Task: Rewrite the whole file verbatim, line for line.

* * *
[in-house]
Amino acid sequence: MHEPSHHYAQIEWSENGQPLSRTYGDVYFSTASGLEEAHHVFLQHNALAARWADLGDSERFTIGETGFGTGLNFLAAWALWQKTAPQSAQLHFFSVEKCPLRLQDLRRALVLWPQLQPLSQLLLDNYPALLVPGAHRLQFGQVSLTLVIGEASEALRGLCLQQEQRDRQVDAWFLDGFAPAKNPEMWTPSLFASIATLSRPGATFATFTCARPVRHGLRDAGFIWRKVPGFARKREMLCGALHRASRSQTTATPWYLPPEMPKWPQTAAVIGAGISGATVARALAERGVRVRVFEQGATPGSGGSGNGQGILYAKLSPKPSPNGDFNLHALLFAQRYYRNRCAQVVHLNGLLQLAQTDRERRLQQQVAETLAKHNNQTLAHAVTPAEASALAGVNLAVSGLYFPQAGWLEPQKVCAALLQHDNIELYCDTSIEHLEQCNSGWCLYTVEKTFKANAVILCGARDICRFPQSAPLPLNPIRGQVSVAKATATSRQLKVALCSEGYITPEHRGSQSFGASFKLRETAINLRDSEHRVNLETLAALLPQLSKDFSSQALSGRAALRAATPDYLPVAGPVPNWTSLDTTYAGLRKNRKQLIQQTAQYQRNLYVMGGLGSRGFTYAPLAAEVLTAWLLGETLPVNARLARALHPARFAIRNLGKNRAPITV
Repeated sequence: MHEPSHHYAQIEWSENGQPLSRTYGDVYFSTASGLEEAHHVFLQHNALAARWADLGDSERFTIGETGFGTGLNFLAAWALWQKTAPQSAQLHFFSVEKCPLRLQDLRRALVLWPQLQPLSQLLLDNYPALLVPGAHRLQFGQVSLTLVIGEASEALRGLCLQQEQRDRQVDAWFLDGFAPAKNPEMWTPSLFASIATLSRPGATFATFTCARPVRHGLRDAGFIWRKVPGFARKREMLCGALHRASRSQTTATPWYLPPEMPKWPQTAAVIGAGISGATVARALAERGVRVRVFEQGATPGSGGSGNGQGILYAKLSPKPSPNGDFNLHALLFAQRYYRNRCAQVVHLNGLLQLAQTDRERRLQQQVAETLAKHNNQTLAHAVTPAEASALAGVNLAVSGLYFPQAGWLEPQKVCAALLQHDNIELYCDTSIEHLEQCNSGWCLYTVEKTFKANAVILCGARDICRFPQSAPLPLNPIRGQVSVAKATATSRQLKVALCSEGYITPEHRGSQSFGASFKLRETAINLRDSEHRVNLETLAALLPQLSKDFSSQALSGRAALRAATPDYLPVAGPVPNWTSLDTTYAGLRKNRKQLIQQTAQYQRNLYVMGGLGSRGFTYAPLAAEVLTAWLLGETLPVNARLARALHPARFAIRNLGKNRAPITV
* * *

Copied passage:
[in-house]
Amino acid sequence: MHEPSHHYAQIEWSENGQPLSRTYGDVYFSTASGLEEAHHVFLQHNALAARWADLGDSERFTIGETGFGTGLNFLAAWALWQKTAPQSAQLHFFSVEKCPLRLQDLRRALVLWPQLQPLSQLLLDNYPALLVPGAHRLQFGQVSLTLVIGEASEALRGLCLQQEQRDRQVDAWFLDGFAPAKNPEMWTPSLFASIATLSRPGATFATFTCARPVRHGLRDAGFIWRKVPGFARKREMLCGALHRASRSQTTATPWYLPPEMPKWPQTAAVIGAGISGATVARALAERGVRVRVFEQGATPGSGGSGNGQGILYAKLSPKPSPNGDFNLHALLFAQRYYRNRCAQVVHLNGLLQLAQTDRERRLQQQVAETLAKHNNQTLAHAVTPAEASALAGVNLAVSGLYFPQAGWLEPQKVCAALLQHDNIELYCDTSIEHLEQCNSGWCLYTVEKTFKANAVILCGARDICRFPQSAPLPLNPIRGQVSVAKATATSRQLKVALCSEGYITPEHRGSQSFGASFKLRETAINLRDSEHRVNLETLAALLPQLSKDFSSQALSGRAALRAATPDYLPVAGPVPNWTSLDTTYAGLRKNRKQLIQQTAQYQRNLYVMGGLGSRGFTYAPLAAEVLTAWLLGETLPVNARLARALHPARFAIRNLGKNRAPITV
Repeated sequence: MHEPSHHYAQIEWSENGQPLSRTYGDVYFSTASGLEEAHHVFLQHNALAARWADLGDSERFTIGETGFGTGLNFLAAWALWQKTAPQSAQLHFFSVEKCPLRLQDLRRALVLWPQLQPLSQLLLDNYPALLVPGAHRLQFGQVSLTLVIGEASEALRGLCLQQEQRDRQVDAWFLDGFAPAKNPEMWTPSLFASIATLSRPGATFATFTCARPVRHGLRDAGFIWRKVPGFARKREMLCGALHRASRSQTTATPWYLPPEMPKWPQTAAVIGAGISGATVARALAERGVRVRVFEQGATPGSGGSGNGQGILYAKLSPKPSPNGDFNLHALLFAQRYYRNRCAQVVHLNGLLQLAQTDRERRLQQQVAETLAKHNNQTLAHAVTPAEASALAGVNLAVSGLYFPQAGWLEPQKVCAALLQHDNIELYCDTSIEHLEQCNSGWCLYTVEKTFKANAVILCGARDICRFPQSAPLPLNPIRGQVSVAKATATSRQLKVALCSEGYITPEHRGSQSFGASFKLRETAINLRDSEHRVNLETLAALLPQLSKDFSSQALSGRAALRAATPDYLPVAGPVPNWTSLDTTYAGLRKNRKQLIQQTAQYQRNLYVMGGLGSRGFTYAPLAAEVLTAWLLGETLPVNARLARALHPARFAIRNLGKNRAPITV